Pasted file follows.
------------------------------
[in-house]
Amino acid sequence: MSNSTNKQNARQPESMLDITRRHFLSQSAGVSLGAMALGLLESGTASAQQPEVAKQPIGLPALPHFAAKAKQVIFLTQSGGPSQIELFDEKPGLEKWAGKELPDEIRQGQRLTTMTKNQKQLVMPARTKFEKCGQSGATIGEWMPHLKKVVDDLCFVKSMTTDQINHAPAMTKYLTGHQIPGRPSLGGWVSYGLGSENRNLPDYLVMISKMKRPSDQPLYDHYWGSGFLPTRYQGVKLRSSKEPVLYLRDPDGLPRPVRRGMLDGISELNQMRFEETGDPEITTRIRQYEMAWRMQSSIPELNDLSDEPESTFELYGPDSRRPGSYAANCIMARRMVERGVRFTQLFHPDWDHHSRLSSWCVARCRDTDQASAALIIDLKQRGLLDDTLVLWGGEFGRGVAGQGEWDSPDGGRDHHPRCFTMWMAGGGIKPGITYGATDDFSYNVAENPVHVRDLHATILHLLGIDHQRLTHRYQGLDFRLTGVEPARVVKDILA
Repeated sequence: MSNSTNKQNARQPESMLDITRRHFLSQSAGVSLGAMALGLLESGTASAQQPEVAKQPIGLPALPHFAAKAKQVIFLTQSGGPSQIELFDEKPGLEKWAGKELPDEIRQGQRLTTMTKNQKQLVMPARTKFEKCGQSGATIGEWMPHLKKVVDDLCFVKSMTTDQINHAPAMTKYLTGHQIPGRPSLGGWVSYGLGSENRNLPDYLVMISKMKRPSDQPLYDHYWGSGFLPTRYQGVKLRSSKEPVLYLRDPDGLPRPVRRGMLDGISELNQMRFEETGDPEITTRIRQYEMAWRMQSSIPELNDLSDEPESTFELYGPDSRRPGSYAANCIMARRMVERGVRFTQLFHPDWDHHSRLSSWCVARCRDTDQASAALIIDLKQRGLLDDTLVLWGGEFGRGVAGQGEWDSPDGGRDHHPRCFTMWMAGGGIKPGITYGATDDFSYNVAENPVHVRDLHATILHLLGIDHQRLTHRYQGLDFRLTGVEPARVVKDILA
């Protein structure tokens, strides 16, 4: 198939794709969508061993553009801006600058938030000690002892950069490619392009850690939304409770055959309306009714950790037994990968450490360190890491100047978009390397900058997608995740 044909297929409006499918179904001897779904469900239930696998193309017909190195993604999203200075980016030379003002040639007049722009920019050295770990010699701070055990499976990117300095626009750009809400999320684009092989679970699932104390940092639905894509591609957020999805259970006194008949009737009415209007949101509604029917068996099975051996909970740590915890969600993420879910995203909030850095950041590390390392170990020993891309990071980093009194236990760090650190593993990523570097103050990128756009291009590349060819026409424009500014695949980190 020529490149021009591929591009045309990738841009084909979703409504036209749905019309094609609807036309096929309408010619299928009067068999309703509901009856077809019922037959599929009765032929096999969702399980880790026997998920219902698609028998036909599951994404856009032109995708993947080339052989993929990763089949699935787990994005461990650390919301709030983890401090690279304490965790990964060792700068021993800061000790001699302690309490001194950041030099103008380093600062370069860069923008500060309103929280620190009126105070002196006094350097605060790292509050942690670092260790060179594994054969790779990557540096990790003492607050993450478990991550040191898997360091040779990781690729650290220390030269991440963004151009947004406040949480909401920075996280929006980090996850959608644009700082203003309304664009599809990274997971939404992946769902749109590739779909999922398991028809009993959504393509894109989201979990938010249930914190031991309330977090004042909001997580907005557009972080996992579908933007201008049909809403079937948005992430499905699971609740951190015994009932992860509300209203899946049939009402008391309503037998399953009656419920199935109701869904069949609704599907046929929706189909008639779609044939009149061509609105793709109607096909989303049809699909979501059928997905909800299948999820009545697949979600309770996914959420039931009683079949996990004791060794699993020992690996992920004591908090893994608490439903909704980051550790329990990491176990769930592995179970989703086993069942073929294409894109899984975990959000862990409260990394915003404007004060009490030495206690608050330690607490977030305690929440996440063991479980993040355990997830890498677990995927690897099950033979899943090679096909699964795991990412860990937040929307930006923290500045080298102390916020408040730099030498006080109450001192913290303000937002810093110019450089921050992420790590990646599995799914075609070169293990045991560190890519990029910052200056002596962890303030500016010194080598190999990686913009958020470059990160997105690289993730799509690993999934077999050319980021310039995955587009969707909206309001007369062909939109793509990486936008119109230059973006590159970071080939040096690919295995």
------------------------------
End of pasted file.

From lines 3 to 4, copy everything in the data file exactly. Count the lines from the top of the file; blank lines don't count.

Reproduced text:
Repeated sequence: MSNSTNKQNARQPESMLDITRRHFLSQSAGVSLGAMALGLLESGTASAQQPEVAKQPIGLPALPHFAAKAKQVIFLTQSGGPSQIELFDEKPGLEKWAGKELPDEIRQGQRLTTMTKNQKQLVMPARTKFEKCGQSGATIGEWMPHLKKVVDDLCFVKSMTTDQINHAPAMTKYLTGHQIPGRPSLGGWVSYGLGSENRNLPDYLVMISKMKRPSDQPLYDHYWGSGFLPTRYQGVKLRSSKEPVLYLRDPDGLPRPVRRGMLDGISELNQMRFEETGDPEITTRIRQYEMAWRMQSSIPELNDLSDEPESTFELYGPDSRRPGSYAANCIMARRMVERGVRFTQLFHPDWDHHSRLSSWCVARCRDTDQASAALIIDLKQRGLLDDTLVLWGGEFGRGVAGQGEWDSPDGGRDHHPRCFTMWMAGGGIKPGITYGATDDFSYNVAENPVHVRDLHATILHLLGIDHQRLTHRYQGLDFRLTGVEPARVVKDILA
């Protein structure tokens, strides 16, 4: 198939794709969508061993553009801006600058938030000690002892950069490619392009850690939304409770055959309306009714950790037994990968450490360190890491100047978009390397900058997608995740 044909297929409006499918179904001897779904469900239930696998193309017909190195993604999203200075980016030379003002040639007049722009920019050295770990010699701070055990499976990117300095626009750009809400999320684009092989679970699932104390940092639905894509591609957020999805259970006194008949009737009415209007949101509604029917068996099975051996909970740590915890969600993420879910995203909030850095950041590390390392170990020993891309990071980093009194236990760090650190593993990523570097103050990128756009291009590349060819026409424009500014695949980190 020529490149021009591929591009045309990738841009084909979703409504036209749905019309094609609807036309096929309408010619299928009067068999309703509901009856077809019922037959599929009765032929096999969702399980880790026997998920219902698609028998036909599951994404856009032109995708993947080339052989993929990763089949699935787990994005461990650390919301709030983890401090690279304490965790990964060792700068021993800061000790001699302690309490001194950041030099103008380093600062370069860069923008500060309103929280620190009126105070002196006094350097605060790292509050942690670092260790060179594994054969790779990557540096990790003492607050993450478990991550040191898997360091040779990781690729650290220390030269991440963004151009947004406040949480909401920075996280929006980090996850959608644009700082203003309304664009599809990274997971939404992946769902749109590739779909999922398991028809009993959504393509894109989201979990938010249930914190031991309330977090004042909001997580907005557009972080996992579908933007201008049909809403079937948005992430499905699971609740951190015994009932992860509300209203899946049939009402008391309503037998399953009656419920199935109701869904069949609704599907046929929706189909008639779609044939009149061509609105793709109607096909989303049809699909979501059928997905909800299948999820009545697949979600309770996914959420039931009683079949996990004791060794699993020992690996992920004591908090893994608490439903909704980051550790329990990491176990769930592995179970989703086993069942073929294409894109899984975990959000862990409260990394915003404007004060009490030495206690608050330690607490977030305690929440996440063991479980993040355990997830890498677990995927690897099950033979899943090679096909699964795991990412860990937040929307930006923290500045080298102390916020408040730099030498006080109450001192913290303000937002810093110019450089921050992420790590990646599995799914075609070169293990045991560190890519990029910052200056002596962890303030500016010194080598190999990686913009958020470059990160997105690289993730799509690993999934077999050319980021310039995955587009969707909206309001007369062909939109793509990486936008119109230059973006590159970071080939040096690919295995």